The trouble with implementing new tracking code of any kind is, you normally have to get a dev involved somewhere along the way. Try to do it yourself, and you often have to get a dev involved to unscrew whatever it is you did. In a way, this goes to the root of the concept of agile: whoever owns it should control it. Marketing owns tracking, so marketing should be able to change it, without hanging around the IT area looking sheepish all morning.
A client-side tag manager is your friend here. Tag managers let you launch new campaigns and integrate new tools faster and more comprehensively, and you can do it without bothering a developer or writing a line of code yourself. Tag managers let you manage and deploy snippets of tracking code (tags) to your site or app without having to amend the code.
It’s possible because the tag manager basically does the “translation” for you. (That’s going to be a recurring theme — tools that automate away marketing infrastructure tasks, not just send your emails for you or whatever.)
This way, you have a tagging infrastructure, where all your tags and pixels share the same information and you can leverage them all across your stack. One tool can talk to another in the same language. Use Google Tag Manager, Tealium, Adobe, any of the other tools out there; but using a client-side tag manager is a crucial step to getting automated and agile.
#4 Data Recycling
Data recycling means using the same data for more than one thing. Example: when LinkedIn wanted to understand how documents were being shared by users (this is in the pre-Pulse days) they didn’t even bother trying to look at the documents. They just looked at who was sharing them. Everyone who read this document is a real estate lawyer? Out on a limb here: probably about real estate law. Point is, they didn’t go get new, bad data. They used the good data they already had for something else.
Moving data around your stack, between tools that are meant for different niche things, is a crucial way to extract maximal value from it by getting insights in new contexts.
Data recycling is your insurance against an outage. A ton of marketers make one tool the central, sole source of accurate knowledge in their stacks. I get the whole “put your eggs in one basket, then watch that basket” concept — but even the most seemingly reliable tool can do down. Think of May this year, when Salesforce — Salesforce! — went down, for 15 hours, and on a Friday to boot. I lost Friday’s and a chunk of Monday’s productivity, but I didn’t lose my accurate marketing data because everything in my whole stack is my record of truth, not just one tool.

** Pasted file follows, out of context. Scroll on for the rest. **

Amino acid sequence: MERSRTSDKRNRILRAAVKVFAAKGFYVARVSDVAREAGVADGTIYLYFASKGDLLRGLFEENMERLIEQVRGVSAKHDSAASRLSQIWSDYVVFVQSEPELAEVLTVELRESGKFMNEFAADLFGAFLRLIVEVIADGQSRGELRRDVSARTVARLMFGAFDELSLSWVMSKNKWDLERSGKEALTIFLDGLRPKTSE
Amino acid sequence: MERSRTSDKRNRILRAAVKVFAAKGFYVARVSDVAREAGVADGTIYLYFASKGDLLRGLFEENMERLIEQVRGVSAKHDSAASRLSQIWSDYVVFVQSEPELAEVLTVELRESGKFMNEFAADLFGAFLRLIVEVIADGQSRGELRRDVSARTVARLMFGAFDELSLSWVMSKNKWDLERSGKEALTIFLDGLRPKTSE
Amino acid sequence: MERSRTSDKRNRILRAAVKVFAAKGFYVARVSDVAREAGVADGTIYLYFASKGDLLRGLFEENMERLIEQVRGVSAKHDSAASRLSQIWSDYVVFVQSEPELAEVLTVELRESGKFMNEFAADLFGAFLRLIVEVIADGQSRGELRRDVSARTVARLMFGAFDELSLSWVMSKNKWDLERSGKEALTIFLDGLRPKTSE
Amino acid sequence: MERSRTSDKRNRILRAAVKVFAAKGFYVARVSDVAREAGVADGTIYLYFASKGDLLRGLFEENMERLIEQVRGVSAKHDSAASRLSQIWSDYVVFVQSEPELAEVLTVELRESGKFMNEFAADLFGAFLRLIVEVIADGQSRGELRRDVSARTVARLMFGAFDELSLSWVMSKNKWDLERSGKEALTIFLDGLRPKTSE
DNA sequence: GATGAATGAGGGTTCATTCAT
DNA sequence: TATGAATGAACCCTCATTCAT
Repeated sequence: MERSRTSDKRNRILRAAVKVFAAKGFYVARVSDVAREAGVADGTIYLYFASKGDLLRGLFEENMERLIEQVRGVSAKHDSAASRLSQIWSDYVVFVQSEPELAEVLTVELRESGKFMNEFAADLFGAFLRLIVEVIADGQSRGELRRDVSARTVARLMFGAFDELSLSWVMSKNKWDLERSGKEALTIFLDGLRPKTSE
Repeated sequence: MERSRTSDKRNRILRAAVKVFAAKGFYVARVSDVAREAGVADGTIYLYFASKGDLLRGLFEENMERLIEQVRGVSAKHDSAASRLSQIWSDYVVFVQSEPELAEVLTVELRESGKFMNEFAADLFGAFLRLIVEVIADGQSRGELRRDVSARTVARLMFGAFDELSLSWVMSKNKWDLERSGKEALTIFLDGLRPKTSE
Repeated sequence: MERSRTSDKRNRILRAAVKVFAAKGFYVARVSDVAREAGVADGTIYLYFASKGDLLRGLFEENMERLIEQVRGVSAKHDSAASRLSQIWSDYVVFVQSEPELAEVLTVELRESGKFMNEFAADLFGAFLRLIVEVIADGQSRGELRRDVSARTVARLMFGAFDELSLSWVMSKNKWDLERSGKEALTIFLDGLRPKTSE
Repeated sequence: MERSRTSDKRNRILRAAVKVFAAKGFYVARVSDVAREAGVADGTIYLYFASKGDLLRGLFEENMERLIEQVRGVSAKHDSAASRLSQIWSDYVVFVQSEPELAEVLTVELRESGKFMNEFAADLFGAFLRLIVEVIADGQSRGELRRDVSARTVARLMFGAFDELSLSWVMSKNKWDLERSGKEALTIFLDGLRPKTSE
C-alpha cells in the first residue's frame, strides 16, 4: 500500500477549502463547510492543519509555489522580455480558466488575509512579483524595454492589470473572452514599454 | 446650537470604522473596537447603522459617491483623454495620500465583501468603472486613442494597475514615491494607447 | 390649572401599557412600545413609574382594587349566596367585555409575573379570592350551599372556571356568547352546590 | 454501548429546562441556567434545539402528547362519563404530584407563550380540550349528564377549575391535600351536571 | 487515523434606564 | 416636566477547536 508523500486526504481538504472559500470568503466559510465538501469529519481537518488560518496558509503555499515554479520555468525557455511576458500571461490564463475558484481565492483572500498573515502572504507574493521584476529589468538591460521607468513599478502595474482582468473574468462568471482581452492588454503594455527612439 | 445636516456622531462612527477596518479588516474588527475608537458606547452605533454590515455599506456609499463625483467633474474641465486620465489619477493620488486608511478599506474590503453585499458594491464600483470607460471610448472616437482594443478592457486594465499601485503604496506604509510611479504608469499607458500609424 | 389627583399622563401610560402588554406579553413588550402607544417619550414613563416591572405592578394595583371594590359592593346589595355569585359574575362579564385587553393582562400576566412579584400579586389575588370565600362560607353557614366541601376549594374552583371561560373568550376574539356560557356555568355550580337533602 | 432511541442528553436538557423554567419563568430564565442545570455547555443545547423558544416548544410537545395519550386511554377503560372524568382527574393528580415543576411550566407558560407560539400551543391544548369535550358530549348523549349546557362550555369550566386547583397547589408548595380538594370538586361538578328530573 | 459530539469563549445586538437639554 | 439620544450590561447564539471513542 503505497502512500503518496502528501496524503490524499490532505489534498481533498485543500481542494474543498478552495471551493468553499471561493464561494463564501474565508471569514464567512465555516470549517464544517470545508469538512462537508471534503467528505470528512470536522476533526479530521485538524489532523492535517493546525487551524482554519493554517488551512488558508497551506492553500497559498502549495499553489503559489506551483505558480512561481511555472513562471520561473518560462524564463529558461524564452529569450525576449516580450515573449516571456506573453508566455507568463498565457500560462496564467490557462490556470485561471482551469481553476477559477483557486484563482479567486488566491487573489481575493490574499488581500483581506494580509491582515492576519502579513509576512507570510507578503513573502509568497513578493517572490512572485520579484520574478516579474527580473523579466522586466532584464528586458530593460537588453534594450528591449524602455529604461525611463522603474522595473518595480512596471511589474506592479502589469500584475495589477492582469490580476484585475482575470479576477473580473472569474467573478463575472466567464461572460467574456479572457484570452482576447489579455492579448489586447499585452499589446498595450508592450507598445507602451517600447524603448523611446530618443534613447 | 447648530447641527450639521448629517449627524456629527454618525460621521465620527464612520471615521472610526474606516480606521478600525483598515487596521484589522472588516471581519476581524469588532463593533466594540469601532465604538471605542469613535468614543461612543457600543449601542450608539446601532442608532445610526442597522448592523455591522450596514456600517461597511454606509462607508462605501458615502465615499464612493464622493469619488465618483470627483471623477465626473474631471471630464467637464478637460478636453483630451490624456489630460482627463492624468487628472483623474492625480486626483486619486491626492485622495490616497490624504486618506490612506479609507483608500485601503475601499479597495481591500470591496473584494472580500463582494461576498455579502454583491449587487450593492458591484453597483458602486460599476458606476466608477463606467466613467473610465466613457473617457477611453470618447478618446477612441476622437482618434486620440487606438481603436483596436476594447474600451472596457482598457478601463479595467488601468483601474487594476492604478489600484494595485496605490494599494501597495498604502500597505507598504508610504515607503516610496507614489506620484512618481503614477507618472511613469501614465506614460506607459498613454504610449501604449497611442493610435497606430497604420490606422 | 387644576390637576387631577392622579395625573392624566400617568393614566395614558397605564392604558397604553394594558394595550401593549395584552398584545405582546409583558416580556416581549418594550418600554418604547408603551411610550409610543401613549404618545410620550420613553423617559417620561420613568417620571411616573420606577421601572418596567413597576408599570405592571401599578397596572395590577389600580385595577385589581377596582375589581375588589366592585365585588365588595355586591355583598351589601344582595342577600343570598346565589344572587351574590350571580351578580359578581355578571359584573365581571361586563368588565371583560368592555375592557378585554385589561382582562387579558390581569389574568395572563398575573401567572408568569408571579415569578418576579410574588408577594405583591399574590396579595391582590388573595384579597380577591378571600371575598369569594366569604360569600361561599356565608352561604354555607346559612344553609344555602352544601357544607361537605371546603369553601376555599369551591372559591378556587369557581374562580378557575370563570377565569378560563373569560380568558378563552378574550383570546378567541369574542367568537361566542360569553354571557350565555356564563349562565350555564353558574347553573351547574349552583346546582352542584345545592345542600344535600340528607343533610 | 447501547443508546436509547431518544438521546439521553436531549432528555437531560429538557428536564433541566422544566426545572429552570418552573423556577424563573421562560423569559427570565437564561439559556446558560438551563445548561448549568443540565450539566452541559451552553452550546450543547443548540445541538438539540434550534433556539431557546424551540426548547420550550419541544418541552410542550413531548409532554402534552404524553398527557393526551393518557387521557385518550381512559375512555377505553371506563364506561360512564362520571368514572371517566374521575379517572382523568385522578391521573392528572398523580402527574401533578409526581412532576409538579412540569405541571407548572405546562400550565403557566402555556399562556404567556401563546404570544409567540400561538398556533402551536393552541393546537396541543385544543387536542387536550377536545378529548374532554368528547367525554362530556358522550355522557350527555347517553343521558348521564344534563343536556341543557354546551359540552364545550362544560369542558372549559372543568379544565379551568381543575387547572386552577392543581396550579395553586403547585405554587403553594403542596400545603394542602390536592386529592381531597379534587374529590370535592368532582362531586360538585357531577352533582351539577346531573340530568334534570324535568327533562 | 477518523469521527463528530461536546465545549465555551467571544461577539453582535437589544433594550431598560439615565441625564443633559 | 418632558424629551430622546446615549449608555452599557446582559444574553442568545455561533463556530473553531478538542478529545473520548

Getting this to work relies on getting tools to talk to each other, and they often really don’t want to do that. It’s kind of like they all talk different languages, so getting them to communicate is really hard.
This is what we use Segment for, like a Rosetta Stone that lets a bunch of tools talk to each other without any new code and without glitches. Doing that desilos marketing tools, allowing us to build a stack that communicates so we’re not treating the same customer as nine different people with nine different tools.
#5 Customer Data Platform
At the heart of an agile martech stack is a CDP — a Customer Data Platform. CDPs, marketing databases built ready for a world where it’s raining APIs and stacks number in the dozens of tools, do three main things:
They pull in customer data from across the stack
They match, merge, and clean that data to create a reliable, accurate customer record
They make that record available across the stack
If this is sounding kind of like CRM to you, you’re not alone. Segment thinks so too, and that’s who we use for our CDP. It’s less a central repository, more a railhead; whatever tool you go with, to function it needs to be able to:
Plug and play (and unplug): connecting and disconnecting tools needs to be quick and easy or you’re just making more work
Test and assess tools and integrations rapidly, acting as an entryway to the whole marketing stack
Agile marketing achieves results that weren’t possible before, but it does so with tools that weren’t there before. A new level of integration and personalization is achievable, but it relies on a new kind of automation.
Just automating sending emails, or auto-populating fields in CRM, isn’t going to cut it. Instead, you have to automate the acquisition and manipulation of data itself. No automation, no agile.
If you’re working on the transition to agile marketing, you might want to look at Pantheon’s hosting solutions for agile — or talk to us at Effin about putting a martech stack together!
Topics: Agency Partners